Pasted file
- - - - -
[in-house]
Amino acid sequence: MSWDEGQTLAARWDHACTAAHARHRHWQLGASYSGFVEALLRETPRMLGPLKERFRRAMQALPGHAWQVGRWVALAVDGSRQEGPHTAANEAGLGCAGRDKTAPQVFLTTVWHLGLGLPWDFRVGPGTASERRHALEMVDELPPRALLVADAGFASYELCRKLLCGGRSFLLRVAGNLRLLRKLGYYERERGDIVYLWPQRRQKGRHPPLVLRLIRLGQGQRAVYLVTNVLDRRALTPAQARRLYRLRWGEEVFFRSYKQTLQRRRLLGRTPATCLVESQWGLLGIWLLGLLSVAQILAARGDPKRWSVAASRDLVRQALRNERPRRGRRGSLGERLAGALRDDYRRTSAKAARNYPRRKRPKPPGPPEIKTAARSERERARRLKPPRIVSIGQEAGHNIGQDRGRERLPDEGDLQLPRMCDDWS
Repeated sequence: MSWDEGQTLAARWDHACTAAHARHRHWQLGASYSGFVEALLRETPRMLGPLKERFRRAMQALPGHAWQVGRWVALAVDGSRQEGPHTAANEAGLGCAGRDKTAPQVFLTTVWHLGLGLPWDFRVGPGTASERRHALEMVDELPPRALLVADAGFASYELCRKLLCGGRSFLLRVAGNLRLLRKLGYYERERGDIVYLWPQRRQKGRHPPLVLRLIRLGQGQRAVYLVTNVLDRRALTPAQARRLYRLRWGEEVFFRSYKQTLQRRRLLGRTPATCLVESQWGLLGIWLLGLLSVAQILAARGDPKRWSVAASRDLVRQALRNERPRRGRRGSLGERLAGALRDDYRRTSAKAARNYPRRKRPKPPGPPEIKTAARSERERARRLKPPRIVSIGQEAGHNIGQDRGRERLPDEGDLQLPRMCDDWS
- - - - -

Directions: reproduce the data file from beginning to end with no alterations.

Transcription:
[in-house]
Amino acid sequence: MSWDEGQTLAARWDHACTAAHARHRHWQLGASYSGFVEALLRETPRMLGPLKERFRRAMQALPGHAWQVGRWVALAVDGSRQEGPHTAANEAGLGCAGRDKTAPQVFLTTVWHLGLGLPWDFRVGPGTASERRHALEMVDELPPRALLVADAGFASYELCRKLLCGGRSFLLRVAGNLRLLRKLGYYERERGDIVYLWPQRRQKGRHPPLVLRLIRLGQGQRAVYLVTNVLDRRALTPAQARRLYRLRWGEEVFFRSYKQTLQRRRLLGRTPATCLVESQWGLLGIWLLGLLSVAQILAARGDPKRWSVAASRDLVRQALRNERPRRGRRGSLGERLAGALRDDYRRTSAKAARNYPRRKRPKPPGPPEIKTAARSERERARRLKPPRIVSIGQEAGHNIGQDRGRERLPDEGDLQLPRMCDDWS
Repeated sequence: MSWDEGQTLAARWDHACTAAHARHRHWQLGASYSGFVEALLRETPRMLGPLKERFRRAMQALPGHAWQVGRWVALAVDGSRQEGPHTAANEAGLGCAGRDKTAPQVFLTTVWHLGLGLPWDFRVGPGTASERRHALEMVDELPPRALLVADAGFASYELCRKLLCGGRSFLLRVAGNLRLLRKLGYYERERGDIVYLWPQRRQKGRHPPLVLRLIRLGQGQRAVYLVTNVLDRRALTPAQARRLYRLRWGEEVFFRSYKQTLQRRRLLGRTPATCLVESQWGLLGIWLLGLLSVAQILAARGDPKRWSVAASRDLVRQALRNERPRRGRRGSLGERLAGALRDDYRRTSAKAARNYPRRKRPKPPGPPEIKTAARSERERARRLKPPRIVSIGQEAGHNIGQDRGRERLPDEGDLQLPRMCDDWS